The Huang Laboratory at Scripps Research employs integrated chemical approaches to bridge the glycome and proteome in order to control cancer biology and stem cell fates. We employ techniques in synthetic chemistry, analytical mass spectrometry, and protein engineering to illuminate the fundamental mechanisms of glycan-protein biology. These investigations include probing the role of proteoglycan structure in stem cell fates, the development of methodologies to systematically map the interactions between glycans and proteins, as well as the exploration of chemical space to target glycans in cancer. Knowledge resulting from these research programs will present new avenues for modulating cancer biology and stem cell differentiation, as well as pave the discovery of new agents to access them for biomedicine.
More than half of the global cellular proteome is estimated to be post-translationally modified with glycans. Defects in glycosylation can have profound effects towards human physiology and can direct pathological consequences. We are interested in identifying areas of the cell that possess the capability to decorate proteins with glycans and understanding how these modifications can impact fundamental cellular processes.
Proteoglycans are macromolecular glycoconjugates that play critical roles in templating stem cell differentiation. Proteoglycans are composed of a core protein modified with long-chain glycosaminoglycan chains, and this project seeks to understand the effects imparted by specific glycosaminoglycan chains within the context of the core protein. Our ultimate aim is to uncover how proteoglycan architecture and organization governs cellular fates and to use this information towards applications in regenerative medicine.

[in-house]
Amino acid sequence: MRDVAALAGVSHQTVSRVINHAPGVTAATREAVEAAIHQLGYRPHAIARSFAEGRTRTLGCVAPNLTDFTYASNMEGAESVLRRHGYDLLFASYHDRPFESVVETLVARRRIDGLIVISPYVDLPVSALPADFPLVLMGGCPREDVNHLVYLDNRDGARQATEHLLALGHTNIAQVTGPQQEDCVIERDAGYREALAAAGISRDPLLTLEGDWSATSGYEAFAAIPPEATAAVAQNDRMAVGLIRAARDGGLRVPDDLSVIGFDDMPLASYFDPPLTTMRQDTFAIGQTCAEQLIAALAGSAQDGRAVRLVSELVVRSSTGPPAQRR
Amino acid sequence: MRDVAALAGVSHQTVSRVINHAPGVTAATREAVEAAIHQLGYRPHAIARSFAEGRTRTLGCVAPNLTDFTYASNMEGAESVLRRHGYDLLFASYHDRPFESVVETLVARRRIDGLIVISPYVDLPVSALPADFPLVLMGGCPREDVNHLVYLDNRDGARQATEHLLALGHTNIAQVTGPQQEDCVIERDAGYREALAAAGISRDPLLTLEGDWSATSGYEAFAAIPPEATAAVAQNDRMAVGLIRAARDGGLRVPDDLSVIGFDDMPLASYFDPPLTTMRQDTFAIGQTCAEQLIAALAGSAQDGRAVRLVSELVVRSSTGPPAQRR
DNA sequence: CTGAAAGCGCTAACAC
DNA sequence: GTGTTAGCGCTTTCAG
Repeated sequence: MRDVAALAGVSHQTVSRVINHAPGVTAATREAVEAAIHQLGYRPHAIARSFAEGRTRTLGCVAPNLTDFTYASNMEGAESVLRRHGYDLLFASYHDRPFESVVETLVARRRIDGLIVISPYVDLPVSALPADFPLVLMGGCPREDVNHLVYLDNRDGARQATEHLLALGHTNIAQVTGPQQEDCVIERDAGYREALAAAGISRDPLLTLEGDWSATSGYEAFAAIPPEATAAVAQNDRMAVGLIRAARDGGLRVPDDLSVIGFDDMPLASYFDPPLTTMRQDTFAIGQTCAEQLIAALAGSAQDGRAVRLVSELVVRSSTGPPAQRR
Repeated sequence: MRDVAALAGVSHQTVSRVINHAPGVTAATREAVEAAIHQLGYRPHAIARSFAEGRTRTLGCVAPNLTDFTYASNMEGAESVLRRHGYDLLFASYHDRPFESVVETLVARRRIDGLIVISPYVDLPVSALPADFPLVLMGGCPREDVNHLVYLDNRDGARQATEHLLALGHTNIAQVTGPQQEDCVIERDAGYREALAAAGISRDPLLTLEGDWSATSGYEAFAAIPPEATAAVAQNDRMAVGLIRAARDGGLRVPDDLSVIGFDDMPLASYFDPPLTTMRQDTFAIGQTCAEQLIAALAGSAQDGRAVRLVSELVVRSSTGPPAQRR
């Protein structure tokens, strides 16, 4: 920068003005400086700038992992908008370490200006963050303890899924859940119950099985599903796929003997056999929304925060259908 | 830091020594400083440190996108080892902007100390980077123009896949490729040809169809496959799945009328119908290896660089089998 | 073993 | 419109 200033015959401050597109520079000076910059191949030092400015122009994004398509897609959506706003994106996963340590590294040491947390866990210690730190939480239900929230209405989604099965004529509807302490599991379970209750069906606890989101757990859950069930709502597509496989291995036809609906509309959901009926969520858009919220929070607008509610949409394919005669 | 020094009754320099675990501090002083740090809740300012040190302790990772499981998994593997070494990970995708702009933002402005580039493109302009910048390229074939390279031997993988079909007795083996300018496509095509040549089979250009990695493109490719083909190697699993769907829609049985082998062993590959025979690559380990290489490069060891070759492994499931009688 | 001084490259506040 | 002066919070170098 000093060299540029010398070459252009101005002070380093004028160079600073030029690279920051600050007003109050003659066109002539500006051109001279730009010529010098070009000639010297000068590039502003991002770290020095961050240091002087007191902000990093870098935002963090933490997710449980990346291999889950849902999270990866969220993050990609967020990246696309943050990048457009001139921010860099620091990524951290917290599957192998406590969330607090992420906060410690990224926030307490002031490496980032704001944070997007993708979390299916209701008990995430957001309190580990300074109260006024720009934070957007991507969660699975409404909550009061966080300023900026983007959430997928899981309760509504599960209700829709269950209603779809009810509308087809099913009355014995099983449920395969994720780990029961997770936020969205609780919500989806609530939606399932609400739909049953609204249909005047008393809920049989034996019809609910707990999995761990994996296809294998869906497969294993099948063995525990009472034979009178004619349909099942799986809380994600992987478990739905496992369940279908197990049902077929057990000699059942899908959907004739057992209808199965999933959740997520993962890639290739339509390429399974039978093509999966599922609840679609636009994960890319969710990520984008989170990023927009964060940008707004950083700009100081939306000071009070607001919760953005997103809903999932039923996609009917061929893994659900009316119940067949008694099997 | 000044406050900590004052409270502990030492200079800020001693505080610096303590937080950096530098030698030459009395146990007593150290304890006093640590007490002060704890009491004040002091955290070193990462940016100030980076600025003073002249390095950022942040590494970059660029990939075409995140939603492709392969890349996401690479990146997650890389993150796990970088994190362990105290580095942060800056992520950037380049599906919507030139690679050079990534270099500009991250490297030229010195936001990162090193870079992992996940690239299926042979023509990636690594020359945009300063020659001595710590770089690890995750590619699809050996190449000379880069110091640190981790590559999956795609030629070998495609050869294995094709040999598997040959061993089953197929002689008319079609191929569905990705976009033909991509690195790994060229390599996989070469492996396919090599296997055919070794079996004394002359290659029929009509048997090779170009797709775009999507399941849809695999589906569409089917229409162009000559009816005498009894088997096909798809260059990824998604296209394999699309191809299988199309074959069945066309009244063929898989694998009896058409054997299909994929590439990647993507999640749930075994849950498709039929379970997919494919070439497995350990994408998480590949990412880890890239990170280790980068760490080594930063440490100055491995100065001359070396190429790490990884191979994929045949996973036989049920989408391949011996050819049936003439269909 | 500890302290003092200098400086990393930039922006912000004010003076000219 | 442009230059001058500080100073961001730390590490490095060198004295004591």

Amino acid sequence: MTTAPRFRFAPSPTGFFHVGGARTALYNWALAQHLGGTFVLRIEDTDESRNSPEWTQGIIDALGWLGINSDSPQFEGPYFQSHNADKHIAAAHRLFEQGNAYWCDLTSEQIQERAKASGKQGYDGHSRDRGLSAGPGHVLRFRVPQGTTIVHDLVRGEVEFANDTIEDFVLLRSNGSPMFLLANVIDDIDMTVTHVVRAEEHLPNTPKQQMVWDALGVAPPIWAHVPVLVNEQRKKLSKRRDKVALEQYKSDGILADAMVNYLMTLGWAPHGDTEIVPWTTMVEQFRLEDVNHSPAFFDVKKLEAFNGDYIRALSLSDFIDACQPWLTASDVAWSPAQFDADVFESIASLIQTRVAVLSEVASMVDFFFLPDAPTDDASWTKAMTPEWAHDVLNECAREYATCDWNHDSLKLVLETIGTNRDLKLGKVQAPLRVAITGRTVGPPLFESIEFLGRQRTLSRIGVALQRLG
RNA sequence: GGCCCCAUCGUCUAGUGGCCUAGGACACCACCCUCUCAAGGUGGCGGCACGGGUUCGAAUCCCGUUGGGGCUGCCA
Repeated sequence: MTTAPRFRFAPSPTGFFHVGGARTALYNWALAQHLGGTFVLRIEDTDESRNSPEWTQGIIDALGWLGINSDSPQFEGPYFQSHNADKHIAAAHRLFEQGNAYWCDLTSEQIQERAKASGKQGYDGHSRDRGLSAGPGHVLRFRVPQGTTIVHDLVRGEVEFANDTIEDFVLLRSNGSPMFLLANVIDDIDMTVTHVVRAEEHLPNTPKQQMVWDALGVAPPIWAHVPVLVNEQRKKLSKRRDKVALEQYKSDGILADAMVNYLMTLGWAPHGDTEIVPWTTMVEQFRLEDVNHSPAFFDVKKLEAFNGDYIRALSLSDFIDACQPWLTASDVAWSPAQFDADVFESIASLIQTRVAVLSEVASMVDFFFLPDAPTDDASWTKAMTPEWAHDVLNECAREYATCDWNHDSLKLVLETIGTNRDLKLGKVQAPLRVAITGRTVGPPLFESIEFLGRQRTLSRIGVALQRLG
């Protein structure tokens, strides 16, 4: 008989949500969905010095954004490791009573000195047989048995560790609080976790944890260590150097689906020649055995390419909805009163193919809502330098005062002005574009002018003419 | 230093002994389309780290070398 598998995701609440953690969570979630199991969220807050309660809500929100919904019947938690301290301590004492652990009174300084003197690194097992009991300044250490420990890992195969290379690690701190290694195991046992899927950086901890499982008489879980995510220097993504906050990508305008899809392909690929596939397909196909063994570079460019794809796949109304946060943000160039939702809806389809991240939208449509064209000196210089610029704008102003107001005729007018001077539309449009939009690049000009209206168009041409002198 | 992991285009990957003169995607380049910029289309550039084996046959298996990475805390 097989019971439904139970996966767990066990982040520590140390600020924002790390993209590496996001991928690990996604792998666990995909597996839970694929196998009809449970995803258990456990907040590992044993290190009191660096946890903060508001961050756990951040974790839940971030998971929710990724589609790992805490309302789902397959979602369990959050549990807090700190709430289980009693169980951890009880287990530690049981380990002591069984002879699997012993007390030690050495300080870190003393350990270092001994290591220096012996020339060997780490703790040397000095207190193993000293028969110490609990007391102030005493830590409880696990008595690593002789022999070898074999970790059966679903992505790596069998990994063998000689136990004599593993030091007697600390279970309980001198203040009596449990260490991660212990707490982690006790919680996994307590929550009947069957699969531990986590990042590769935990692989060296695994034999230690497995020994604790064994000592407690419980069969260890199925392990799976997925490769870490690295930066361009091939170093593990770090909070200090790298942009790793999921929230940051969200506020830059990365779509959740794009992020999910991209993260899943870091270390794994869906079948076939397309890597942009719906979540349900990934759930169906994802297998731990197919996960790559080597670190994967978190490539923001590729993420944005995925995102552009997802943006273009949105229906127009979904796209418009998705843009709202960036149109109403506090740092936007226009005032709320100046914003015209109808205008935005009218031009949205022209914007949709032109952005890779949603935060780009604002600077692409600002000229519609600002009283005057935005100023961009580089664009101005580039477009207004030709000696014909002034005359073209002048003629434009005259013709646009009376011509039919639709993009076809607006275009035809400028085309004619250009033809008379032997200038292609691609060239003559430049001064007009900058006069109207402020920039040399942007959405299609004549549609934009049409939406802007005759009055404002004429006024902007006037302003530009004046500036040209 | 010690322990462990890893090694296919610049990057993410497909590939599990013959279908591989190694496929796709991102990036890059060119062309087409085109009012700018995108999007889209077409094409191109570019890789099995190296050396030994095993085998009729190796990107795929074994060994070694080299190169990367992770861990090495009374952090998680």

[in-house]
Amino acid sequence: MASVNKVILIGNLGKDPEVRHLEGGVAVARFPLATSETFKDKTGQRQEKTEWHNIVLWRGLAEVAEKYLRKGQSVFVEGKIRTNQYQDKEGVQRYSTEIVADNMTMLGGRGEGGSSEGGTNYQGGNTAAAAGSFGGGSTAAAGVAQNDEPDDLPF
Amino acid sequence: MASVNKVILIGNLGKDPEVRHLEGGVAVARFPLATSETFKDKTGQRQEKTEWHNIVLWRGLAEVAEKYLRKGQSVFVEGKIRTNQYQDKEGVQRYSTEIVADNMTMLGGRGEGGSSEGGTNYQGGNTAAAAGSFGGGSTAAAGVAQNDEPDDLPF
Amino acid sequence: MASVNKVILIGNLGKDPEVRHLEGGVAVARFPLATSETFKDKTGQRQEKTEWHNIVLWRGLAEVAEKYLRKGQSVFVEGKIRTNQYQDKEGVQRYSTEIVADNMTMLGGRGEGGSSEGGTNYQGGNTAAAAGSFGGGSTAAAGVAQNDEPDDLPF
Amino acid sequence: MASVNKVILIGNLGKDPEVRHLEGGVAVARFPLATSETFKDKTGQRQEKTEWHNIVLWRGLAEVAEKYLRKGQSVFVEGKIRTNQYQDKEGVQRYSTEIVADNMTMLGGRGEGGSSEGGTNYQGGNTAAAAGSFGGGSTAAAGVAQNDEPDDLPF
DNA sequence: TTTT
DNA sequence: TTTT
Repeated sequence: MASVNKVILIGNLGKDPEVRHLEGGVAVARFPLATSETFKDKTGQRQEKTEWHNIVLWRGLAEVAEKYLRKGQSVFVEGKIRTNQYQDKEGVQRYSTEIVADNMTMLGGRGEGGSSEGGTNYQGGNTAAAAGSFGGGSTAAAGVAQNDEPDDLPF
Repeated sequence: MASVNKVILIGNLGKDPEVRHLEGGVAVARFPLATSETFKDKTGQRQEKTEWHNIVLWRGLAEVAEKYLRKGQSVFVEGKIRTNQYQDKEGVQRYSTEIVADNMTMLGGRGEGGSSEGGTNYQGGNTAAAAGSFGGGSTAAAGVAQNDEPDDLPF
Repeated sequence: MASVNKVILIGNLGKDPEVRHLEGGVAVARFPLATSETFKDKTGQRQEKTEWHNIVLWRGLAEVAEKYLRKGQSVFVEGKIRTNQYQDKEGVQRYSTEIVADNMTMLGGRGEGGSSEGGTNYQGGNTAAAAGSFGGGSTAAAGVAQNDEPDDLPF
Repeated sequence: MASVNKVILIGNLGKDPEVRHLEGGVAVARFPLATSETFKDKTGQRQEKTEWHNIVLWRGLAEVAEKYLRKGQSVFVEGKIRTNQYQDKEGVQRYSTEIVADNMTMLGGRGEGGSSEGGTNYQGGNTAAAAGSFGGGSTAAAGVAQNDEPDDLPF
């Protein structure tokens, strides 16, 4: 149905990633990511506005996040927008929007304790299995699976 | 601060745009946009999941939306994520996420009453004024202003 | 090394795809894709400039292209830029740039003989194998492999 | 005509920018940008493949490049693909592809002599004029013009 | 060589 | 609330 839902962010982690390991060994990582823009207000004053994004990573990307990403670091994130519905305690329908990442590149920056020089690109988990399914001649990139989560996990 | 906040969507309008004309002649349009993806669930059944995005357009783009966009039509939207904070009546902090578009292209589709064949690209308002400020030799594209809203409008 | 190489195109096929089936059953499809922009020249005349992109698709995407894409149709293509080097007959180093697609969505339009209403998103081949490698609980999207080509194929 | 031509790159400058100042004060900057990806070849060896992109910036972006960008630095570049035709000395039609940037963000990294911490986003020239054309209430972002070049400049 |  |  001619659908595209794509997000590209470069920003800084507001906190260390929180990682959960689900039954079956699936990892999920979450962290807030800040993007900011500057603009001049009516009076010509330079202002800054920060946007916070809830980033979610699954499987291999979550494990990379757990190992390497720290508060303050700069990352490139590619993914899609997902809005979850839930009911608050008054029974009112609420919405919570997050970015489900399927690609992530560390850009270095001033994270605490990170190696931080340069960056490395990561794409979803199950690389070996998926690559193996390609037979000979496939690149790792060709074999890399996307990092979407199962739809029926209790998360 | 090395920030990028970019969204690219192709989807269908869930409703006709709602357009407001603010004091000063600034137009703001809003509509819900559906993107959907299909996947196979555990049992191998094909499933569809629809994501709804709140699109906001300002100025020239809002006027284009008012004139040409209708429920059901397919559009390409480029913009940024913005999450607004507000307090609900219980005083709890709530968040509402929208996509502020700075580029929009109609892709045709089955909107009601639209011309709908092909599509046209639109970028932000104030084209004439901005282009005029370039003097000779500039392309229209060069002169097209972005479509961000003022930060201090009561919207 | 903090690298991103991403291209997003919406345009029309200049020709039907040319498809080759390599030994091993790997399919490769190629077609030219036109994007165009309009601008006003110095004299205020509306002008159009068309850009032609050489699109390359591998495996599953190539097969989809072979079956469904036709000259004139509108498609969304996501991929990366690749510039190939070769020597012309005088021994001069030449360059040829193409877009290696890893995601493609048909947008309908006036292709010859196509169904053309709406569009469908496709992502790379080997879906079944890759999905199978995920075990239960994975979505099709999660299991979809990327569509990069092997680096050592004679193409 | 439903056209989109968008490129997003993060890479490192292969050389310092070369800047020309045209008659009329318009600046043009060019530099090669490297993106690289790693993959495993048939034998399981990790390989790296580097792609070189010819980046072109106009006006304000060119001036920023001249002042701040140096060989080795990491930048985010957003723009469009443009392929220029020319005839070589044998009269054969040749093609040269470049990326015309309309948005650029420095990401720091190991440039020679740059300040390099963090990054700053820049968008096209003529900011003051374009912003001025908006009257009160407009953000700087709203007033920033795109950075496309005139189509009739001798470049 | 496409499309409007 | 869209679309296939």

This work is supported by the Eunice Kennedy Shriver National Institute of Child Health and Human Development.
Glycans play important roles in fundamental cellular processes and disease. For example, nascent proteins are N-glycosylated and processed in the ER in order to check for proper protein folding. Defects in this processing machinery can cause deleterious consequences. In cancer, aberrant or atypical glycosylation, caused by misregulated expression of biosynthesis enzymes, can endow cells with the capacity to migrate or metastasize. This project seeks the development of chemical tools to correct these faulty mechanisms.
Today, glycoscience sits at a crossroads. It can continue to be a specialty practiced by a smattering of investigators studying specific problems. If the field stays on that path, it will surely continue to generate important insights but not at a rate that will allow it to live up to its enormous potential … and to address major problems in human health… or glycoscience can take advantage of advances in genomics, proteomics, chemical synthesis, microbiology, microfluidics, biochemistry, and nanotechnology, to not only enable a more aggressive and comprehensive effort involving a large cadre of researchers but also to provide a blueprint for realizing the transformative leaps in technology and methods that make such an effort feasible and likely to generate enormous benefits to society.
- Transforming Glycoscience: A Roadmap for the Future. National Research Council. 2012. Transforming Glycoscience: A Roadmap for the Future. Washington, DC: The National Academies Press.